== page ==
Federal studies show that the “best winds” in Ohio for wind turbines occur over the lake.

Fred. Olsen Renewables, USA, a subsidiary of Oslo, Norway-based Fred. Olsen Renewables, hopes eventually to build hundreds of turbines in the lake, said CEO David Brunt.

Fred. Olsen Renewables is the largest independent power producer in the United Kingdom and the fifth largest in Europe.

In an earlier interview, Brunt said Lake Erie has the long-term potential generating capacity of about five gigawatts of electricity. That’s roughly equal to the output capacity of five large nuclear power plants.

The siting board application is careful to point out that at this time the company has no plans to build additional turbines at the site.

The project’s mono bucket foundations were developed in Europe for wind farms in the North Sea. The foundations are designed to work their way into the sea or lake bottom without pile driving. The giant steel buckets will be fabricated here.

MHI Vestas Offshore Wind, based in Denmark, will supply the ocean-tested turbines.

IceBreaker anticipates hiring hundreds of people when construction begins in the summer of 2018 and has been working with the Cleveland-based Great Lakes Wind Network to find subcontractors and workers now.

The LEEDCo website the the GLWN website are continuing to offer early registration. LEEDCo held a well-attended meeting in December to explain to contractors, engineering firms and other companies what it will take to bid for the work.

Once built, the wind farm will require just 28 employees, according to LEEDCo, which will result in $1.6 million in wages and $6.7 million in “total economic output” annually.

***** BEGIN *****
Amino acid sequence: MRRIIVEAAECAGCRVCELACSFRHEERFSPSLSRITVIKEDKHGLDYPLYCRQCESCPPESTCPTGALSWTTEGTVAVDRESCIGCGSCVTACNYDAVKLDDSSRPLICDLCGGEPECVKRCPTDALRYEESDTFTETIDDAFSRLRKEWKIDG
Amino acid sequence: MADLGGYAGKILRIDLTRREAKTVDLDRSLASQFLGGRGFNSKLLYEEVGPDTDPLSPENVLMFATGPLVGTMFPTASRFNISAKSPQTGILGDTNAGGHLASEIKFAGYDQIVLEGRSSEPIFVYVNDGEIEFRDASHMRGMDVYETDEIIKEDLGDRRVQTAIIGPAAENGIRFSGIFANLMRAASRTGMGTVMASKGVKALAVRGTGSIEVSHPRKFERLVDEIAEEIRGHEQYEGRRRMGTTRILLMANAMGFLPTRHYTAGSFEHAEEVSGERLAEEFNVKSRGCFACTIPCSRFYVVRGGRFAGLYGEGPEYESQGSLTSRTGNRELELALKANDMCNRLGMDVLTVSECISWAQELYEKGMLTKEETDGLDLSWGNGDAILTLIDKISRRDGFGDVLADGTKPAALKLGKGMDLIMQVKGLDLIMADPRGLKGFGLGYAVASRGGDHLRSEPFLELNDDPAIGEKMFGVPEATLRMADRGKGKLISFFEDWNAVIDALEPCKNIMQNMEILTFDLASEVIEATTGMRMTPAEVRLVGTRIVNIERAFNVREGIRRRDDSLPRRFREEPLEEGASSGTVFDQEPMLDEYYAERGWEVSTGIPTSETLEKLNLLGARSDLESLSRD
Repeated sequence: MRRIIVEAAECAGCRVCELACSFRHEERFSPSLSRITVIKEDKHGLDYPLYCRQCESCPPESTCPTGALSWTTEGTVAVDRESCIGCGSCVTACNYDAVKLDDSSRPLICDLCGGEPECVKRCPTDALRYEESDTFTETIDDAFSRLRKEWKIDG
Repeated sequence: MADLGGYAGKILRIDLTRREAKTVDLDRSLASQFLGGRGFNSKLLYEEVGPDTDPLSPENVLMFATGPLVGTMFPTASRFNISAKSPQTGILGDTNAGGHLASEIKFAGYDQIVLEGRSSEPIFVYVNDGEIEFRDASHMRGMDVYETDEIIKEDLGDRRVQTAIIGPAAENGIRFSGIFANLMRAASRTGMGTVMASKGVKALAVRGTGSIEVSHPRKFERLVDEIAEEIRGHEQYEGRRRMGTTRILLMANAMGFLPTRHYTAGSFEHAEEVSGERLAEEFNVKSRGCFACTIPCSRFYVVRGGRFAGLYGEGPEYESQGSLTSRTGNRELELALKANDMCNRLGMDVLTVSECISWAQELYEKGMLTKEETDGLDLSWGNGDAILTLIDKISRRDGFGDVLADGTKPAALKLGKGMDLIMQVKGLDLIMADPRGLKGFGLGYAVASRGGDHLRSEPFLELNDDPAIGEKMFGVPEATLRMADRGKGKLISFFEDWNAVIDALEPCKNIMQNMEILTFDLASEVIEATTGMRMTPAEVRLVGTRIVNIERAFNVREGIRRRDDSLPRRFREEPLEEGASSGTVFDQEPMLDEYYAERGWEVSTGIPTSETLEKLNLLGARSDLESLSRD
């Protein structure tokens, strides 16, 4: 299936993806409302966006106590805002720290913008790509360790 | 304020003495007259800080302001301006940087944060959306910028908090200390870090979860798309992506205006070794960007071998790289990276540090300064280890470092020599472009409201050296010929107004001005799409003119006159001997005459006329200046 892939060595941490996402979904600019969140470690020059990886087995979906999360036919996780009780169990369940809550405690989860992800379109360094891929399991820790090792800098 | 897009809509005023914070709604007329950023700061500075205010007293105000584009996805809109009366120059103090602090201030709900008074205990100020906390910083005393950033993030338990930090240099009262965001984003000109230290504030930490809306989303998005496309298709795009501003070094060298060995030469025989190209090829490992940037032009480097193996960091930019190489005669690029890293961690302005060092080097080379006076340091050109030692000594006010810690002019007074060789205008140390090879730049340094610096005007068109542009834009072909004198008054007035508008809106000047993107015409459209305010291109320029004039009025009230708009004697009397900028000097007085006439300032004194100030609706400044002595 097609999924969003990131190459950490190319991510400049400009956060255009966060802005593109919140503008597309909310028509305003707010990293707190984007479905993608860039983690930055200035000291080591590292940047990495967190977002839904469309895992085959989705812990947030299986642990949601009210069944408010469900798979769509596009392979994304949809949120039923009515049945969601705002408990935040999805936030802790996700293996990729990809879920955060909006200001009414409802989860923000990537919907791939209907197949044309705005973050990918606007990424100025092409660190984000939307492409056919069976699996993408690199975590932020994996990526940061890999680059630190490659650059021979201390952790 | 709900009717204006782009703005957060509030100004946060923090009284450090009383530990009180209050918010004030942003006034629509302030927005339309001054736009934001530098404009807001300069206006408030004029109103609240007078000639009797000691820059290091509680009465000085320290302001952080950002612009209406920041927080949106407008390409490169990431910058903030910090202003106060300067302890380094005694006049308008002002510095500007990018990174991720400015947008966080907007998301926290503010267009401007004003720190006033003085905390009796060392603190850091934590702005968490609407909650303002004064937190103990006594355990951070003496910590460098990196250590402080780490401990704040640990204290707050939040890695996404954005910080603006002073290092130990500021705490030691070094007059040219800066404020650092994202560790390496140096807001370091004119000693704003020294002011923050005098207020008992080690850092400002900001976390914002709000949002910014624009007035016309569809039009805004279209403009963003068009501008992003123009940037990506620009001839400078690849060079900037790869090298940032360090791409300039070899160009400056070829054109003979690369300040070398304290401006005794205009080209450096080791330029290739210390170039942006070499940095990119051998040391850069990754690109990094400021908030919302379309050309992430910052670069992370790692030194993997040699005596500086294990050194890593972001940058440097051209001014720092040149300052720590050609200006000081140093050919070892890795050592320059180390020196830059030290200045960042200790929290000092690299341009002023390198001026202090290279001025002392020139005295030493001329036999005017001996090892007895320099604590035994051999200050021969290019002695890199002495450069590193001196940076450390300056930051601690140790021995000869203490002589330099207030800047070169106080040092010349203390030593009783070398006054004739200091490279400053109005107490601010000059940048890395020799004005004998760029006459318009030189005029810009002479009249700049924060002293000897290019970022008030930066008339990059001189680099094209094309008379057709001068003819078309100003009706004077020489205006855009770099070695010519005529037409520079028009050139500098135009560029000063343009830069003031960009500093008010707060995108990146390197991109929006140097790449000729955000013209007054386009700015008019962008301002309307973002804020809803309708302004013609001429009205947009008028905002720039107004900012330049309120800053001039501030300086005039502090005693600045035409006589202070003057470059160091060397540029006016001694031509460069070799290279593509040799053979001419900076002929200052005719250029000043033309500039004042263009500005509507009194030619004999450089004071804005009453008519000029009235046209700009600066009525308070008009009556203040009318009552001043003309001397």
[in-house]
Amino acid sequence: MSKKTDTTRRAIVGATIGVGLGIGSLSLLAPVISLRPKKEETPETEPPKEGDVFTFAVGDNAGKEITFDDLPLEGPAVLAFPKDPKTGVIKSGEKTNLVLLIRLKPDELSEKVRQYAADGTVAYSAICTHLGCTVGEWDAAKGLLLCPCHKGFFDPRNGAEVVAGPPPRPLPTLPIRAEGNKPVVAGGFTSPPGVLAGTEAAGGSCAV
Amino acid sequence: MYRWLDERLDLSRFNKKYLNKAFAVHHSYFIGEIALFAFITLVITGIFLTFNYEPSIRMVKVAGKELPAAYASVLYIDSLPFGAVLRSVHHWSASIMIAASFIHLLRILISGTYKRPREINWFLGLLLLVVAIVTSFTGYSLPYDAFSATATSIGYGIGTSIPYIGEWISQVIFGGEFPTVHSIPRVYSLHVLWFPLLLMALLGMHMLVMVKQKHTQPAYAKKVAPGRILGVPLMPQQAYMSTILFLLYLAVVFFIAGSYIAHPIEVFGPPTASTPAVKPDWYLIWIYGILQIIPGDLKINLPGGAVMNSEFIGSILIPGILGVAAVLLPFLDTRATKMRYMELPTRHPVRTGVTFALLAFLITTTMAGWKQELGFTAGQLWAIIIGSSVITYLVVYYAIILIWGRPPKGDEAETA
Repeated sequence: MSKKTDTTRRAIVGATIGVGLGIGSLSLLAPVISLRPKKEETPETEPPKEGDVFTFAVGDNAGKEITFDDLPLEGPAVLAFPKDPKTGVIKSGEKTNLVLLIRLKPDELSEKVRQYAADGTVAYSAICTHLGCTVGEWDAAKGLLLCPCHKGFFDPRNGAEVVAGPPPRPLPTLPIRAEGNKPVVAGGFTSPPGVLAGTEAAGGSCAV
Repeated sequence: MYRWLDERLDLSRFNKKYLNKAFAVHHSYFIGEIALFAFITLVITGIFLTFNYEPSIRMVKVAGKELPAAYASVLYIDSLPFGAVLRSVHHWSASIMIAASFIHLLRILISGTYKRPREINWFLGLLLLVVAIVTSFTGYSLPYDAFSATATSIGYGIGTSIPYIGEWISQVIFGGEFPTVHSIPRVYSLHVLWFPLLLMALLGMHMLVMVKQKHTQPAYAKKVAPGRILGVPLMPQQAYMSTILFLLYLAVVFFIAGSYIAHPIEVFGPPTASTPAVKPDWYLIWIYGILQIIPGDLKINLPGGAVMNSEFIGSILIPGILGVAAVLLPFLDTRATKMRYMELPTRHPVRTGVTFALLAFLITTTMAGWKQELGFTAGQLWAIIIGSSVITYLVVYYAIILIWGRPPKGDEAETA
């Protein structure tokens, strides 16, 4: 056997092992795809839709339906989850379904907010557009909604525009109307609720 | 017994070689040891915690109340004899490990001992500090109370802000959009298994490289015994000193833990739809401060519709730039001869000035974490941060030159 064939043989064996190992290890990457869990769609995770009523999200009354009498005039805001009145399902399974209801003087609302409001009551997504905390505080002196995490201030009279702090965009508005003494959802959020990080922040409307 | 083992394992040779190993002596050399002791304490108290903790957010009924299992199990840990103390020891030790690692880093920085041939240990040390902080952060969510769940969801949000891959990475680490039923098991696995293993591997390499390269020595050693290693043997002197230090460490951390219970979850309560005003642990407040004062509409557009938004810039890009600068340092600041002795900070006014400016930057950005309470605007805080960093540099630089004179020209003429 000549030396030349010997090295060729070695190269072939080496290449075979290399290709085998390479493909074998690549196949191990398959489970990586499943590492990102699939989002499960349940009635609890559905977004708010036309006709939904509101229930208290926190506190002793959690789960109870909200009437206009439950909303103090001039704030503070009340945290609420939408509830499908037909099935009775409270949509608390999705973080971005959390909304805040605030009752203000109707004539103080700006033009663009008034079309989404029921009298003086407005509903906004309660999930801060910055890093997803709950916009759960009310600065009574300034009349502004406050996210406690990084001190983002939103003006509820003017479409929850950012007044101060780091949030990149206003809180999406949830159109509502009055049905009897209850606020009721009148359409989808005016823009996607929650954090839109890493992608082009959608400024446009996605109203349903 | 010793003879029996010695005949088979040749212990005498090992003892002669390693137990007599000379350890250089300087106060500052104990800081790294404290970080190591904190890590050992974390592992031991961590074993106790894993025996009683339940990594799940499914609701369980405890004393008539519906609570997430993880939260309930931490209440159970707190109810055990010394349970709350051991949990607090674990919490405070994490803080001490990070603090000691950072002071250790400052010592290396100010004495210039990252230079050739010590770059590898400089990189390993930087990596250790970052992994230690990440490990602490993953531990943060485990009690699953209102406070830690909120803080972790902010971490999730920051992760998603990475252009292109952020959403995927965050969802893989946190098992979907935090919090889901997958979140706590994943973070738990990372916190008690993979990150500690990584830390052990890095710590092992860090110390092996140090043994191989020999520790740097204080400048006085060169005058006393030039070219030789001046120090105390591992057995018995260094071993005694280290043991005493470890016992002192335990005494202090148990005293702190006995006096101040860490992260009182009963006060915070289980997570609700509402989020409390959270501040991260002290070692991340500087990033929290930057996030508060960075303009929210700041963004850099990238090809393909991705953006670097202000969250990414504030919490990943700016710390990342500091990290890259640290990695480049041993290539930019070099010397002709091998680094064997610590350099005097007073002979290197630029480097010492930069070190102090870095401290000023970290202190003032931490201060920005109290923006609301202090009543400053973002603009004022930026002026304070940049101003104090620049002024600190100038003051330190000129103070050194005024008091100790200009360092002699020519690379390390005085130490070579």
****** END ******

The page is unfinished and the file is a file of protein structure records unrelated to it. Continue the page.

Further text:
Each of the turbines can generate up to 3.45 megawatts (3,450,000 watts). The farm is expected to operate 8,200 hours per year, meaning about 41.4 percent of the time. The farm is expected to generate a total of about 75,000 megawatt-hours per year.

Cleveland Public Power has agreed to take 25 percent of the total. Another 30 percent will go to various municipal power companies served by American Municipal Power. Formal contracts are pending. Cuyahoga County has agreed to purchase about 8 percent of the output. The rest of the electricity will flow into the regional high-voltage grid.

Because the total megawatt output of the wind farm is relatively small, it is not expected to have a noticeable impact on customer bills.

Source:  By John Funk, The Plain Dealer | February 02, 2017 | www.cleveland.com

This article is the work of the source indicated. Any opinions expressed in it are not necessarily those of National Wind Watch.

The copyright of this article resides with the author or publisher indicated. As part of its noncommercial educational effort to present the environmental, social, scientific, and economic issues of large-scale wind power development to a global audience seeking such information, National Wind Watch endeavors to observe “fair use” as provided for in section 107 of U.S. Copyright Law and similar “fair dealing” provisions of the copyright laws of other nations. Send requests to excerpt, general inquiries, and comments via e-mail.